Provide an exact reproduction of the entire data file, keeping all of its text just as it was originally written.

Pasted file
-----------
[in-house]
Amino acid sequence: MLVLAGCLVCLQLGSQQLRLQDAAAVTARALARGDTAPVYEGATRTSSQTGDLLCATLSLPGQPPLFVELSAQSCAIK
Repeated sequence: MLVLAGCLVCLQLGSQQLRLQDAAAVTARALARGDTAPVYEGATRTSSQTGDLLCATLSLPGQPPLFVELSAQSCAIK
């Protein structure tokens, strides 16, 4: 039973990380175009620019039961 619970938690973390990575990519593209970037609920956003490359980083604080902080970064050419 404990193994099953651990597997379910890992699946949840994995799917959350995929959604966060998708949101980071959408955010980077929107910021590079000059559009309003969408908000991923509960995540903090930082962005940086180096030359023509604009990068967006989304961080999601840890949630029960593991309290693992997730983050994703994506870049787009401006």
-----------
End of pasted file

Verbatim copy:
[in-house]
Amino acid sequence: MLVLAGCLVCLQLGSQQLRLQDAAAVTARALARGDTAPVYEGATRTSSQTGDLLCATLSLPGQPPLFVELSAQSCAIK
Repeated sequence: MLVLAGCLVCLQLGSQQLRLQDAAAVTARALARGDTAPVYEGATRTSSQTGDLLCATLSLPGQPPLFVELSAQSCAIK
């Protein structure tokens, strides 16, 4: 039973990380175009620019039961 619970938690973390990575990519593209970037609920956003490359980083604080902080970064050419 404990193994099953651990597997379910890992699946949840994995799917959350995929959604966060998708949101980071959408955010980077929107910021590079000059559009309003969408908000991923509960995540903090930082962005940086180096030359023509604009990068967006989304961080999601840890949630029960593991309290693992997730983050994703994506870049787009401006």